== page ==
Courtesy of Loma Vista

December 6, 2021

Arts & Culture’s 2021 Album Picks

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  • MONTERO by Lil Nas X 

I had high hopes for Lil Nas X’s debut album, and I have to say, it did not disappoint. Not only does he deliver some classic dance-able songs like “MONTERO (CALL ME BY YOUR NAME),” but he showcases a variety of genres with his more introspective tracks like “SUN GOES DOWN,” exploring themes of identity and struggling under pressure. I was impressed with Lil Nas X’s range, all displaying a depth of emotions fit for any mood. He also has some unique features on the album, such as Elton John and Miley Cyrus. Lil Nas X really shines on MONTERO, moving listeners from dancing to crying, leaving me replaying it for months.  

— Emma Leynse ’23

  • See What’s On the Inside by Asking Alexandria 

The seventh studio album from the British rock group, Asking Alexandria, See What’s on the Inside was a contemplative look at the changing identities of a world that has been locked inside for almost a year. This is their first album with their new label and is a reminder of what made them so popular in the late 2000s and early 2010s. Notable singles include “Alone Again,” which grapples with similar themes as their 2017 hit “Alone in a Room.” Other hits include “Faded Out” and “Find Myself,” help audiences really connect with the despair and slivers of hope that a lot of people have felt in the past two years. 

— Tom Sandford ’24

  • Donda by Kanye West 

After the mess that was his 2019 Jesus Is King release, Kanye bounced back hard with Donda, a sprawling album that channels his new religious themes in a much more interesting manner than his previous work. From the epic “Heaven and Hell” to the introspective “Jesus Lord,” Kanye delivers something for everyone on this project, while giving it strong emotional weight with its connection to his mother. He’s shown he can still be a heavy hitter in the modern rap game, and I’m excited to see where he goes next.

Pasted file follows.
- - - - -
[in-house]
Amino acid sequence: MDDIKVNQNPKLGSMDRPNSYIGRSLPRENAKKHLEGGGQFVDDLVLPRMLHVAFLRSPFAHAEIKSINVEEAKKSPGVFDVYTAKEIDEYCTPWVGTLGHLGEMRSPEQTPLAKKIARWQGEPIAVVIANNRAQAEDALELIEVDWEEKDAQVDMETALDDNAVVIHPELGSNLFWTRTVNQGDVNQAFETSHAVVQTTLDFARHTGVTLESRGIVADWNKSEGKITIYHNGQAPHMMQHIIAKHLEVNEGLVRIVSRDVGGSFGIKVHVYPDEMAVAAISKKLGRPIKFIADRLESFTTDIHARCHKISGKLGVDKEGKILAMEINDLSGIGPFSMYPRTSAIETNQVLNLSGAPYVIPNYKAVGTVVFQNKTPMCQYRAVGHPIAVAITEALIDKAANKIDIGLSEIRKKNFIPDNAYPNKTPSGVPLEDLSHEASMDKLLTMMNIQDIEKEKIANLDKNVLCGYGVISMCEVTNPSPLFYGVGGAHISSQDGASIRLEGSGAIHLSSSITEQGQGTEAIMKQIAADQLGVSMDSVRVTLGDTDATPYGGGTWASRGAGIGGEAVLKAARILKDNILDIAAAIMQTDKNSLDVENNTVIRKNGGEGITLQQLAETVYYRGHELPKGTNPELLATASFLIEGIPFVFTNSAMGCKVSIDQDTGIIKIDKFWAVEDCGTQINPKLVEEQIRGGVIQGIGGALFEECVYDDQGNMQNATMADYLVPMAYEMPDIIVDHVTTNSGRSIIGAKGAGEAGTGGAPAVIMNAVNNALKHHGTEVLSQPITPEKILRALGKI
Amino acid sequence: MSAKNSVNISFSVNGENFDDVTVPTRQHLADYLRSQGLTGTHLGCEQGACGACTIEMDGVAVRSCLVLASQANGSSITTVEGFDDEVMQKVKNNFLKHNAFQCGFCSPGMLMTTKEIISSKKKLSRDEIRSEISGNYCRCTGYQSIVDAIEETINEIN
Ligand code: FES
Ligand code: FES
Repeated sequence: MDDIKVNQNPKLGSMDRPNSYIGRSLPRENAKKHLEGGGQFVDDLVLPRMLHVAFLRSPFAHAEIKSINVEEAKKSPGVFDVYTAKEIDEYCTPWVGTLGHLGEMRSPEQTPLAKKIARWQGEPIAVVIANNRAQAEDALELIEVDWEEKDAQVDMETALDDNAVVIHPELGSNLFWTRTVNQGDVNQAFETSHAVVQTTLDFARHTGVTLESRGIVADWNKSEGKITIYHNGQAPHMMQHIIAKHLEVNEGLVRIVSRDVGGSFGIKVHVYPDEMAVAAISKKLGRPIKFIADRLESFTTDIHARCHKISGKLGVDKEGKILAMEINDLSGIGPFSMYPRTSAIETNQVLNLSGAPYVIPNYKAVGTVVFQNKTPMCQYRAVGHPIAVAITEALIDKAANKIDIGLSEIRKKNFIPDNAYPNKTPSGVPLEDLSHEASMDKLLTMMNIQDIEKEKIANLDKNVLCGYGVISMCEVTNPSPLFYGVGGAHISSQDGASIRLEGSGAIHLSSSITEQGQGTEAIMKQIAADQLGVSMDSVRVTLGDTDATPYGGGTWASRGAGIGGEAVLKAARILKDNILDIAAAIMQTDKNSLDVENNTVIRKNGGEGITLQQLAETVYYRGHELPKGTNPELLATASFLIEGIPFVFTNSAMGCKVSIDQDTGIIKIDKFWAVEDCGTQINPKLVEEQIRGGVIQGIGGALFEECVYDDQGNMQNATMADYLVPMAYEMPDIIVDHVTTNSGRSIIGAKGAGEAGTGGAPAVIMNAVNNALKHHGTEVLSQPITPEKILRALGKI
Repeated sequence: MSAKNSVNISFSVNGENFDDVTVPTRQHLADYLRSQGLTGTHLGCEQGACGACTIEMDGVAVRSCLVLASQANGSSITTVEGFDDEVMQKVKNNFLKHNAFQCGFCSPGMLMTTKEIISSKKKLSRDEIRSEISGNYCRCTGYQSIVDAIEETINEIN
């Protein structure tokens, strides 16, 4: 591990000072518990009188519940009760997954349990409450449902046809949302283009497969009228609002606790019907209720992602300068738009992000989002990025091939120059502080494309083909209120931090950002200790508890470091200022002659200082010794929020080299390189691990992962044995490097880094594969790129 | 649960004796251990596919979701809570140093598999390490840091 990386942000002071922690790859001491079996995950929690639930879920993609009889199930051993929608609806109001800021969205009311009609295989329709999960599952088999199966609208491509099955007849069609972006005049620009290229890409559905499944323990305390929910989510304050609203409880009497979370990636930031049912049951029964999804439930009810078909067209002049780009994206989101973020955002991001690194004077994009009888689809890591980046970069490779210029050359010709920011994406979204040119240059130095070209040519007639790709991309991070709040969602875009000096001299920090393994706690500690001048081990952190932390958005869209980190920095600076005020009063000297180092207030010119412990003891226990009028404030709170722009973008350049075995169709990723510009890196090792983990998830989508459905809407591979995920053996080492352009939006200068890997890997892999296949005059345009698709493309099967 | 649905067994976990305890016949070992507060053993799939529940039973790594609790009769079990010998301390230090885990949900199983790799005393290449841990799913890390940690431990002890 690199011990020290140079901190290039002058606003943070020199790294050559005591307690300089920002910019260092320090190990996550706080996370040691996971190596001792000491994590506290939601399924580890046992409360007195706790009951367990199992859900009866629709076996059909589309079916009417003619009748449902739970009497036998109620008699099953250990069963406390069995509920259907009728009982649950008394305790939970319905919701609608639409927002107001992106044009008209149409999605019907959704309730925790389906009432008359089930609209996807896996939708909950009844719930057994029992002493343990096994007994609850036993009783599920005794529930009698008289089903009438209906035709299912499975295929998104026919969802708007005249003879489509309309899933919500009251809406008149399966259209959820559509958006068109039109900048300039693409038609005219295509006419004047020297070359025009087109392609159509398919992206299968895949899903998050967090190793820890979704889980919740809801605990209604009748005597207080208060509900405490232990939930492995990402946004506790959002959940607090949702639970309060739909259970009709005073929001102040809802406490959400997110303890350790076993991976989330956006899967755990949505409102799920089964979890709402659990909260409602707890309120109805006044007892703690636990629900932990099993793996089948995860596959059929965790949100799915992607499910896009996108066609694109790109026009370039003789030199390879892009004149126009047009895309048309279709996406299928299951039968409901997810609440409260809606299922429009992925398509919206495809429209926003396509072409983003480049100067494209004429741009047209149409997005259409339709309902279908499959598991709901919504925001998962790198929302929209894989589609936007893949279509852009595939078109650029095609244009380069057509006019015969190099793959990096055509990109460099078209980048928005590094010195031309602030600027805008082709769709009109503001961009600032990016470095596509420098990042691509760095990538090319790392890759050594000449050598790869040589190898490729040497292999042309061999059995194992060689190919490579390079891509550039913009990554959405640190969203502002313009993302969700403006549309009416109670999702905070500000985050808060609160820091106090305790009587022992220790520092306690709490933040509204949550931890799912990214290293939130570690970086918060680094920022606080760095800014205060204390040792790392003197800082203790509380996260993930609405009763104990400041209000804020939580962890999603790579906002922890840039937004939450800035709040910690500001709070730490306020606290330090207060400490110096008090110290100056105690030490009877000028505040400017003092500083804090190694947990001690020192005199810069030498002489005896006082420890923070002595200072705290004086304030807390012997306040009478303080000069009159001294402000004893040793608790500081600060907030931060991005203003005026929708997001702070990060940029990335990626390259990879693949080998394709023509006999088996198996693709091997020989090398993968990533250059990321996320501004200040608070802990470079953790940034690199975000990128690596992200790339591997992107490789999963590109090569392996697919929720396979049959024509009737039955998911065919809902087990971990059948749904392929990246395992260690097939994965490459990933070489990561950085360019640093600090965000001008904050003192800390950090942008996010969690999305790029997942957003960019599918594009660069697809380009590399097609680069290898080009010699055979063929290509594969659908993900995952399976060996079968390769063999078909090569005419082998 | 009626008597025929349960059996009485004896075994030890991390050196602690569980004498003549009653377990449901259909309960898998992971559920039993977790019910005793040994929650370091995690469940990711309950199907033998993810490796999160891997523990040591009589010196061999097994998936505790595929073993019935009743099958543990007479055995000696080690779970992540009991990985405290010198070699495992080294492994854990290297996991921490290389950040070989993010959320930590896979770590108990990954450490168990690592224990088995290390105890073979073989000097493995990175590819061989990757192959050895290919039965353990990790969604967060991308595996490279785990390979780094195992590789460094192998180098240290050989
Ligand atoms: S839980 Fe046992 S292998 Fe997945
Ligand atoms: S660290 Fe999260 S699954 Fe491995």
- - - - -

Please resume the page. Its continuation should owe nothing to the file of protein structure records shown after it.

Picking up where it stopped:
— Nihar Hegde ’24

  • Let It Be: 50th Anniversary Edition by the Beatles 

Released in tandem with the Peter Jackson-helmed documentary The Beatles: Get Back, Let It Be: 50th Anniversary Edition contains a remixed version of the Beatles’ final released album, overseen by producer (and son of original Beatles producer George Martin) Giles Martin along with songs and sequences from the album sessions in January 1969. Early versions of songs such as “Get Back” and “Don’t Let Me Down” appear along with early versions of Beatles solo songs, including “All Things Must Pass” and “Gimme Some Truth.” Complementing the renewed interpretation of the tone and atmosphere of those sessions, the remixed album rings out with a crispness and vitality which cast a new and well-deserved light on what has traditionally been seen as an album marred by discord and acrimony.

— John Colie ’23

  • Daddy’s Home by St. Vincent